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Wicklow Area   NE: Fancy Subarea
Place count in area: 115, OSI/LPS Maps: 28B, 55, 56, 61, 62, AWW, EW-DM, EW-LG, EW-WE, EW-WS 
Highest place:
Lugnaquilla, 924.7m
Maximum height for area: 924.7 metres,     Maximum prominence for area: 905 metres,

Places in area Wicklow:
Cen: Glendalough North:   Brockagh Mountain 556.9mBrockagh Mountain NW Top 549.5mBrockagh Mountain SE Top 471.7mCamaderry Mountain 698.6mCamaderry South East Top 677.3mConavalla 734mTomaneena 682.4m
Cen: Glendalough South:   Carriglineen Mountain 456.6mCullentragh Mountain 510mDerrybawn Mountain 476.1mKirikee Mountain 474.5mLugduff 653.2mLugduff SE Top 638mMullacor 660.7mTrooperstown Hill 430m
N Cen: Tonelagee:   Carrignagunneen 561mFair Mountain 571.2mStoney Top 713.7mTonelagee 815.8mTonelagee E Top 668mTonelagee South-East Top 545.8m
NE: Bray & Kilmacanogue:   Bray Head Hill 238.9mCarrigoona Commons East 242mDowns Hill 372.9mGreat Sugar Loaf 501.2mLittle Sugar Loaf 342.4m
NE: Djouce:   Djouce 725.5mKnockree 342.1mMaulin 570mTonduff 642mTonduff East Top 593mWar Hill 684.8mWhite Hill 631.1m
NE: Fancy:   Ballinafunshoge 480mKanturk 527.4mKnocknacloghoge 532.4mLuggala 593.3mRobber's Pass Hill 508.9mScarr 640mScarr North-West Top 559.8mSleamaine 430m
NE: Vartry:   Ballinacorbeg 336mBallycurry 301mDunranhill 342mMount Kennedy 365.9m
NW: Blessington:   Carrigleitrim 408mLugnagun 446.2mSlieveroe 332mSorrel Hill 599.5m
NW: Mullaghcleevaun:   Black Hill 602.2mCarrigshouk 572.5mCarrigvore 682.4mDuff Hill 720.8mGravale 719mMoanbane 703mMullaghcleevaun 846.7mMullaghcleevaun East Top 796mSilsean 698m
S: Aughrim Hills:   Cushbawn 400mKilleagh 249mMoneyteige North 427mPreban Hill 389m
S: Croaghanmoira:   Ballinacor Mountain 529.3mBallycurragh Hill 536mBallyteige 447mCarrickashane Mountain 508mCroaghanmoira 662.3mCroaghanmoira North Top 579.5mFananierin 426mSlieve Maan 547.8mSlieve Maan North Top 546.1m
S: Croghan Kinsella:   Annagh Hill 454mCroghan Kinsella 606mCroghan Kinsella East Top 562.1mSlievefoore 414m
S: Shillelagh Hills:   Lakeen 357mMonaughrim 206mSeskin 344mStookeen 420m
S: Tinahely Hills:   Ballycumber Hill 429.7mEagle Hill 296mMuskeagh Hill 397m
SE: Wicklow South East:   Ballinastraw 284mBallyguile Hill 188mBarranisky 280mCarrick Mountain 381mCollon Hill 238mKilnamanagh Hill 217mWestaston Hill 270m
W: Baltinglass:   Ballyhook Hill 288mBaltinglass Hill 382mCarrig Mountain 571mCarrigeen Hill 298mCloghnagaune 385mCorballis Hill 258mKeadeen Mountain 653mSpinans Hill 409mSpinans Hill SE Top 400mTinoran Hill 312m
W: Cen Lugnaquilla:   Ballineddan Mountain 652mBenleagh 689mCamenabologue 758mCamenabologue SE Top 663mCloghernagh 800mCorrigasleggaun 794.6mLugnaquilla 924.7mSlievemaan 759m
W: Donard:   Brewel Hill 222mChurch Mountain 544mCorriebracks 531mLobawn 636mSlievecorragh 418mSugarloaf 552mTable Mountain 701.7mTable Mountain West Top 563m

Note: this list of places includes island features such as summits, but not islands as such.
Rating graphic.
Knocknacloghoge Mountain Cnoc na Clochóige A name in Irish (prob. Ir. Cnoc na Clochóige [PDT], 'hill of the stony land') Wicklow County in Leinster Province, in Arderin List, Granite with microcline phenocrysts Bedrock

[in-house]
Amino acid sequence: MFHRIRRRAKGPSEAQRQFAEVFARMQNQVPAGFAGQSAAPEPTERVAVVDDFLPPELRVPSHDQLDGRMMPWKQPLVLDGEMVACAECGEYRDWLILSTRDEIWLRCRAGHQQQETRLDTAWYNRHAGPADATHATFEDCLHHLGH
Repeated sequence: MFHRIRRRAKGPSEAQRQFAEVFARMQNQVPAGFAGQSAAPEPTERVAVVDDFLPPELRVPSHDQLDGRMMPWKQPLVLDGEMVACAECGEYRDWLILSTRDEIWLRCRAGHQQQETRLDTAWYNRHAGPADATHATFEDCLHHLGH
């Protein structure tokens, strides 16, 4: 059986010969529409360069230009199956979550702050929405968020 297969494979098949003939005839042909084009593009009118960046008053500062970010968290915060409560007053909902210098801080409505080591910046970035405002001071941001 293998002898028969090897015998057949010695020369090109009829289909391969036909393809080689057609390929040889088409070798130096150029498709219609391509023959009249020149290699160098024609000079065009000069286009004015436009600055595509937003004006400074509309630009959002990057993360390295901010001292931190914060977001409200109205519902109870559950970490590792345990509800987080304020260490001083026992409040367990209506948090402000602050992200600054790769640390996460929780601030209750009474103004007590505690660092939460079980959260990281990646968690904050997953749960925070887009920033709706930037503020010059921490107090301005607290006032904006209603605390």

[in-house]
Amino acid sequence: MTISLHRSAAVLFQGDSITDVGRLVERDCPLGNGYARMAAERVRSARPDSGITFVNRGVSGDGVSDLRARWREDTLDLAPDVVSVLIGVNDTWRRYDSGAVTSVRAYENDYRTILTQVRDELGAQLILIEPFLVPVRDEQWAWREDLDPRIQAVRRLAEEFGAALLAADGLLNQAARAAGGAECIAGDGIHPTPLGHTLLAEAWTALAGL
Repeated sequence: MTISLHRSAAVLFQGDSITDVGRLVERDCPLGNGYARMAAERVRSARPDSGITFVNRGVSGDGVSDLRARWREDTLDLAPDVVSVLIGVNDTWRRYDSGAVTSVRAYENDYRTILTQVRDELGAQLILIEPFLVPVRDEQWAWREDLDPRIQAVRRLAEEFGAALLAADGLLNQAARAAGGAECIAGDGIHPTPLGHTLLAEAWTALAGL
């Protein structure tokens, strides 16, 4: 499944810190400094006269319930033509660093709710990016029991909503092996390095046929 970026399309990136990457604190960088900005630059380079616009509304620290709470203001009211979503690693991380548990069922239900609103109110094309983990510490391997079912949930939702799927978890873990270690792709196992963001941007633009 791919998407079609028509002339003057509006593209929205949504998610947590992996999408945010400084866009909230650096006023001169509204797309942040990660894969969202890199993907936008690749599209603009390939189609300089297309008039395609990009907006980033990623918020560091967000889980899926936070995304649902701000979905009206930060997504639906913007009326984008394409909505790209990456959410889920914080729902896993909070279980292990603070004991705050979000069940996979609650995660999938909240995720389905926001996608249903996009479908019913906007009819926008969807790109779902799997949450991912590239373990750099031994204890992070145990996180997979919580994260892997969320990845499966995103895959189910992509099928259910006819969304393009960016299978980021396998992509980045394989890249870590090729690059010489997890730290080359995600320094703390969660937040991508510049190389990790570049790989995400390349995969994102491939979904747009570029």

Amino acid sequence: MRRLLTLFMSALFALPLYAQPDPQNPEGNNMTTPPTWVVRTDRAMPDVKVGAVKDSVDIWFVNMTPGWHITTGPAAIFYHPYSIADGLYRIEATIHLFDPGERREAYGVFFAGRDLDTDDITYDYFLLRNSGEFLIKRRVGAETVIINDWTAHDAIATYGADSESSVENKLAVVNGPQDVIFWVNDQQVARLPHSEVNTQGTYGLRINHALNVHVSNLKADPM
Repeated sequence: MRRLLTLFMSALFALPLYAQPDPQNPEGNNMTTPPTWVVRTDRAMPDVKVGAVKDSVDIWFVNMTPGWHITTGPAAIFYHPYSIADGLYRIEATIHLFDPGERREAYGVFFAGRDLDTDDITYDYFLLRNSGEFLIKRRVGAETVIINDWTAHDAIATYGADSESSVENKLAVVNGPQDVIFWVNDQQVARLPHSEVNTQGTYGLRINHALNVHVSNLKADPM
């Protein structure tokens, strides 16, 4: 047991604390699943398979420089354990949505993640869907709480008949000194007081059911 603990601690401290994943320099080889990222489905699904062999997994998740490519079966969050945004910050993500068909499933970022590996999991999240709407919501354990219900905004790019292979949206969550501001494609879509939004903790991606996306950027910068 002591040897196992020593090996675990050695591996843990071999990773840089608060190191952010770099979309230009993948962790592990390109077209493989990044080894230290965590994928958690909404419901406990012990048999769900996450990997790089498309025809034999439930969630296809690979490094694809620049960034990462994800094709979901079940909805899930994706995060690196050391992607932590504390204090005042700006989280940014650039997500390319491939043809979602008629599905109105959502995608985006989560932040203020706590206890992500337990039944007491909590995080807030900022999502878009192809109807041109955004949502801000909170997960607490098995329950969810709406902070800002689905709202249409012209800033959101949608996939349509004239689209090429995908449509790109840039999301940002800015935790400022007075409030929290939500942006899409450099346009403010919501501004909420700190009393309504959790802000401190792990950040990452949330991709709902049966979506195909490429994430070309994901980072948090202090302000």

Height: 532.4m OS 1:50k Mapsheet: 56 Grid Reference: O14353 05439
Place visited by 475 members. Recently by: Alanjm, muddyboots, Hillwalker65, mlmoroneybb, michaelseaver, arthurdoylephoto, Carolyn105, John.geary, Pepe, padstowe, JoHeaney, Ansarlodge, adgrenna, childminder05, Ulsterpooka
I have visited this place: NO (You need to be a logged-in member to change this.)

Longitude: -6.294021, Latitude: 53.087598 , Easting: 314353, Northing: 205439 Prominence: 129m,  Isolation: 2.1km
ITM: 714277 705471,   GPS IDs, 6 char: Knc532, 10 char: Kncknclghg
Bedrock type: Granite with microcline phenocrysts, (Type 2p microcline porphyritic)

Possibly identical with the hill named as The Dalty or Foolya by Price [PNCW].   Knocknacloghoge is the 468th highest place in Ireland.

COMMENTS for Knocknacloghoge (Cnoc na Clochóige) 1 2 3 Next page >>  
Follow this place's comments Picture about mountain Knocknacloghoge (<i>Cnoc na Clochóige</i>) in area Wicklow, Ireland
Picture: Knocknacloghoge central from the NE.
Good access and views from this useful intermediary summit.
Short Summary created by simon3  6 Nov 2011
This summit has famous views particularly towards the lakes in view such as Lough Tay and Lough Dan. and forms part of a number of circuits such as routes from Scarr and Luggala. An attractive way of reaching it is from the Sallygap to Roundwood road (R759) at one of a number of carparks such as one at O169073 starA. (Note: on a good day these can often fill up by 10:30am.) Walk to the Pier Gates or entrance to the Luggala Estate which kindly allows walkers to descend into the valley of the Cloghoge River. Walk south on this over a bridge and heading west uphill from around O1580 0593 starB. Return trip around 2h20m.
Two other places to start are from the Military Road R115 parking at around O113 074 starC and walking nearly 3km SW to the summit or from the south perhaps after visiting Scarr/ Kanturk via around O136046 starD. This last route requires you to cross the Inchavore river which isn't possible after heavy rain. Linkback: Picture about mountain Knocknacloghoge (<i>Cnoc na Clochóige</i>) in area Wicklow, Ireland
Picture: After the rain...
A hidden gem
by kernowclimber  23 Aug 2010
After descending the track below Kanturk (O13223 04310 starE) through a shadowy, dank conifer forest it was a delight to find oneself at a copse of old oak trees. Beneath their leafy boughs the sunshine filtered through the leaves stirred constantly by the wind to trace lacy patterns on the ground. With the nearby Inchavore River tumbling melodically over granite boulders and swirling through deep pools of water, it would not be hard to imagine this magical place as the abode of water nymphs and fairies. It is a fine place to rough camp and we were impressed that those who had done so had left no rubbish behind.